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Protecting Hotmail and Gmail

By Jean-Claude Elias - Apr 03,2014 - Last updated at Apr 03,2014

In the past month 15 people I know have had their e-mail box hacked or its password stolen and changed. Most have irreversibly lost not only the messages and the contents but worse, their contact list. Some have cried –– literally, real tears –– over it, while others have cursed technology and all that goes with it. 

Now, 15 people attacked is too many in one person’s close circle of friends, family and colleagues, and in just four weeks, what’s more. Imagine the scale of the damage on the population, over time.

In the majority of cases it was a Hotmail mailbox, one of the most vulnerable types of free e-mail accounts, but in other instances it was private domain names with apparently secured mailboxes.

Admitted, some had used childishly unsafe passwords like “123456789”, or their name to which they added their birth date year, or “Amman” followed by their P.O. Box number or area code, all the kinds of passwords that systems usually advise you never to use. Yes, some people still do that!

The fact is that hackers almost always succeed if the set their mind to doing it. If they can get into bank and government server computers, surely they can get to your mailbox. Since last January, mailbox hacking, that old nuisance, has been clearly on the rise.

Whereas there is no absolute protection against hacking, there is one against loss of messages or contact list, and the cure is as old as computers themselves; it’s called backup. And yet… Why aren’t people backing up their mailboxes, somewhere on their local hard disk?

Over the past 10 years or so, two elements have greatly contributed to safeguarding user’s data. The first is awareness. It is now widespread and users from all walks of life, all ages and all professions know that the only way to protect their file from loss is by having multiple copies, on various media, and stored in various locations. The second is the ease of backup. Media is now inexpensive, and automatic backup procedures a breeze to implement, not forgetting that if your data is in the cloud (DropBox, etc.) it is already backed up on multiple devices, without you having to do anything.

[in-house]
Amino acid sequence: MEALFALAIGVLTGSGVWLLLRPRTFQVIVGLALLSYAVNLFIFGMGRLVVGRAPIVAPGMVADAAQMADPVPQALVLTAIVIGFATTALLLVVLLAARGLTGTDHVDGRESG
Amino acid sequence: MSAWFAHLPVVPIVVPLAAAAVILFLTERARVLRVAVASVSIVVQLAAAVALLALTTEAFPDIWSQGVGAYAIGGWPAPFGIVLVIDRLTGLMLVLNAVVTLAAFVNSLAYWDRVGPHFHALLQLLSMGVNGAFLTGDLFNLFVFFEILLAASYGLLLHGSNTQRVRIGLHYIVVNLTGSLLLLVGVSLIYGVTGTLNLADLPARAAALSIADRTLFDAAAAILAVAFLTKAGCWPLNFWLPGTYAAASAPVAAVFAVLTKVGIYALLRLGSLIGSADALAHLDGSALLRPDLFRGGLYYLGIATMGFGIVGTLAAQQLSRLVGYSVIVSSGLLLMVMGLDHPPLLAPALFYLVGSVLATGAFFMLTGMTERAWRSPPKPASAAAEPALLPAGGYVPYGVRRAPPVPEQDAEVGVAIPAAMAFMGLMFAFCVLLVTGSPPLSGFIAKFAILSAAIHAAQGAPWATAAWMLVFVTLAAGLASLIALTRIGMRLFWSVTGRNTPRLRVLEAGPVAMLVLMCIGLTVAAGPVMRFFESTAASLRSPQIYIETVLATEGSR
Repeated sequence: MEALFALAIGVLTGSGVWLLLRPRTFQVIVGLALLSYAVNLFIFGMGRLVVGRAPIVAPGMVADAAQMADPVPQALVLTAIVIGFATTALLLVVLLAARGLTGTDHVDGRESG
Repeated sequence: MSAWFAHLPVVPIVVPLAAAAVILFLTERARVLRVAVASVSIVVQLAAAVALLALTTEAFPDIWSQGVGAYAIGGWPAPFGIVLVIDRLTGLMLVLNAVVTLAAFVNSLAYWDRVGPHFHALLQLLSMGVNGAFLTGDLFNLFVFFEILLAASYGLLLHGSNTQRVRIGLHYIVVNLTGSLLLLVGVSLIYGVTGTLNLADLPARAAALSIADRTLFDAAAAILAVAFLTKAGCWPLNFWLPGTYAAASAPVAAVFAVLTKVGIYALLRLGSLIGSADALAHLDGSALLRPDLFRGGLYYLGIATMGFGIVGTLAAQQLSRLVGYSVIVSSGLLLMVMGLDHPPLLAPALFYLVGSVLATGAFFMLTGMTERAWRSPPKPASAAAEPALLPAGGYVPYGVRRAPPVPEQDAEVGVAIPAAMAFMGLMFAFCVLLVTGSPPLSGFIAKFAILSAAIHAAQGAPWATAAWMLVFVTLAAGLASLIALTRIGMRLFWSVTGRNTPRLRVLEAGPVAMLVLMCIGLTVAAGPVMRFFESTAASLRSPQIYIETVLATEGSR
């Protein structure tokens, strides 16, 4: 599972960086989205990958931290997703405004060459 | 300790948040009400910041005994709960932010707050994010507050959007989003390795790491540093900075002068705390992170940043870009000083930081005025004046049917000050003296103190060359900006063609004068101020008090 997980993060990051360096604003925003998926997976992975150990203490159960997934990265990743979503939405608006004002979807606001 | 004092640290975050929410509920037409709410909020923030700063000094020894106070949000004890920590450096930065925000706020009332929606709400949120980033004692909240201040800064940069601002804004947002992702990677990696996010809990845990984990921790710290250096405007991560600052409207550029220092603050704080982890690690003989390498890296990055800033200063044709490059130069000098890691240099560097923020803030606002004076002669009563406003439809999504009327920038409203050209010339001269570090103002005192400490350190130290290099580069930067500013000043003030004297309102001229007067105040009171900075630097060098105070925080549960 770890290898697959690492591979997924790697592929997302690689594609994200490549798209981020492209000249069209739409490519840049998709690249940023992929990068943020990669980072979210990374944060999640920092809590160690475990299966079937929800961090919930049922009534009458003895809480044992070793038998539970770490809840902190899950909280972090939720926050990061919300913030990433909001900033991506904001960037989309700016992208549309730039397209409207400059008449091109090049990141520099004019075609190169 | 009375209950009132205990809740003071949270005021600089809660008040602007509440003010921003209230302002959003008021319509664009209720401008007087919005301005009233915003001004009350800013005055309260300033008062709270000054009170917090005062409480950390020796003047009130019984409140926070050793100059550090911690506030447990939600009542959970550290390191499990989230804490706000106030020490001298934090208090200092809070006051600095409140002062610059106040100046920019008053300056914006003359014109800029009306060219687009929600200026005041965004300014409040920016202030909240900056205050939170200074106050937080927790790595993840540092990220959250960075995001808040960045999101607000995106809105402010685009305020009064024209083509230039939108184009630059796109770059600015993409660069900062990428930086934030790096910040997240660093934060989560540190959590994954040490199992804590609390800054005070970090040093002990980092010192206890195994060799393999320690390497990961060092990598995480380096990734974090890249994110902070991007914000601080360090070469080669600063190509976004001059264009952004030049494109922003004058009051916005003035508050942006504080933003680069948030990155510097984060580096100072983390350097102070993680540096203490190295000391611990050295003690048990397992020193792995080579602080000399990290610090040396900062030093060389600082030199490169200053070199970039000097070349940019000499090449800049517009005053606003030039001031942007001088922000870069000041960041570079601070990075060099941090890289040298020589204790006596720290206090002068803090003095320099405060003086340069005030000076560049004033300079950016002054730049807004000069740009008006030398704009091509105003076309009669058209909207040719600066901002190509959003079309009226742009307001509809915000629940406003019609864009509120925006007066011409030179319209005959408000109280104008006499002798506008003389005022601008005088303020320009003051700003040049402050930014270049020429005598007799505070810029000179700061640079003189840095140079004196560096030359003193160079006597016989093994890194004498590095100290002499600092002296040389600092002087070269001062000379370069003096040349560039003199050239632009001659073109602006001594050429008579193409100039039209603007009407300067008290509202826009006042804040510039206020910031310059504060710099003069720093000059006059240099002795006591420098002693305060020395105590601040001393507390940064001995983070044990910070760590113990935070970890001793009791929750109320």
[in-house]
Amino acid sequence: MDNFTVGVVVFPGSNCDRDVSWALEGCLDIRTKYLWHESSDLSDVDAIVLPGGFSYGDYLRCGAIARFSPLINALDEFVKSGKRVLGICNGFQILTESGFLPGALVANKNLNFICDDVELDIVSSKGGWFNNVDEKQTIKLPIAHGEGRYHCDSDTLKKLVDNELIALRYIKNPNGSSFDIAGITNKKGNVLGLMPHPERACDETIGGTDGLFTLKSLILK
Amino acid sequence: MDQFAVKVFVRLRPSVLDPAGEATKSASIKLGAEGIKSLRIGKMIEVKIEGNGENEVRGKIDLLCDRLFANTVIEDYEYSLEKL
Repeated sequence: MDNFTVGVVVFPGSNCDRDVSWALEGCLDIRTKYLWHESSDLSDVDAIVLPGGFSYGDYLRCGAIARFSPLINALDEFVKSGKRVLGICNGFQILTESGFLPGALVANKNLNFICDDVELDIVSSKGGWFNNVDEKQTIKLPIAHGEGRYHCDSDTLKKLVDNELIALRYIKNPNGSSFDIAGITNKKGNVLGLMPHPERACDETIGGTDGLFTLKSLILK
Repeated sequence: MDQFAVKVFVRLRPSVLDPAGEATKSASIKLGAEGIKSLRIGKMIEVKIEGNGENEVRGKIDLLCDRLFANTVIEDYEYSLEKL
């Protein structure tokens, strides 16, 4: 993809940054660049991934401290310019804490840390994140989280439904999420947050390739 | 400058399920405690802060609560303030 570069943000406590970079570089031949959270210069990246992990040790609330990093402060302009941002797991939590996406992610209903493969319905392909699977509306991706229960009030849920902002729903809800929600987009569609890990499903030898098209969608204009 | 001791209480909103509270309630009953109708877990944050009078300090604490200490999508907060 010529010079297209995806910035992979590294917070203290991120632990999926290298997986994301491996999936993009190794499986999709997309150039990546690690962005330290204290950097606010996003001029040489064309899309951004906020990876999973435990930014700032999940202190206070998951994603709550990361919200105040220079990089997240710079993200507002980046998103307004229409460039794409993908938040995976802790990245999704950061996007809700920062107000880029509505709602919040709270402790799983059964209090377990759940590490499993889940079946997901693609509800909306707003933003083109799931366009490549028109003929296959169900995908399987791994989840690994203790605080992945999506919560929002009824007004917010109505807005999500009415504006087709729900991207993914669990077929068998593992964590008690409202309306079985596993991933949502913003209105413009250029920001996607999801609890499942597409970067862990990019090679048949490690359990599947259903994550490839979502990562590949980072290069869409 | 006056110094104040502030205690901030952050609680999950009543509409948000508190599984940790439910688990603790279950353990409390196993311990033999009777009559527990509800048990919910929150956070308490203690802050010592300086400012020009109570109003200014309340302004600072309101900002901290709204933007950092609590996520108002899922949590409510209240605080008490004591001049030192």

Free mailboxes are another story. I’ll just take the example of Hotmail and Gmail, by far the two most popular free e-mail accounts.

There is little chance that these services will lose your e-mail messages or contacts, though it is not completely impossible — it happened before with Gmail but it was a really exceptional case. Under normal circumstances your messages and contact list are backed up by the free service itself, on the multiple servers they are running. What can happen and what seems to be increasingly happening now is that someone cracks your password, stealing everything from you. Once this is done, Hotmail and Gmail won’t be able to do much.

Having contacted Microsoft after the accident, users who had just suffered mailbox hacking and theft have been guided through a complex process of recovery only to be told in the end that it would take 30 days for them to recover their contact list; maybe. 30 days in living with technology is a lifetime and tantamount to complete loss.

Because Hotmail and Gmail are online e-mail services, users forget that they can backup up the contents just like they would back up Word documents, photos or any other file on their local hard disk for that matter. There is more than one method to perform a backup of the above, but the well tested are also easy to apply.

For Hotmail the best is to create an equivalent account in Outlook, on your very computer, in addition to the one you access online from your browser. Since the two are Microsoft products there is full compatibility of contents and functions. Once the contents are in Outlook, you will have a local file on your hard disk, usually named outlook PST and that you can go back to in case the online service is hacked or stolen. It’s like having a duplicate of the online Hotmail on your computer’s hard disk.

For Gmail, there are two nice and easy functions that will give you peace of mind. The first is a little utility, or application that can be found free on the web, it’s simply called Gmail Backup and once downloaded and installed will let you copy all the online contents onto a local file. The second is a contact export utility that runs from within Gmail itself, online, and that will export your Gmail contact list to a local file, in Excel or Excel-equivalent format.

To recap. By using a strong password and by making local copies of Hotmail and Gmail contents, hackers stop being a real threat.

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Monday 22 April 2019


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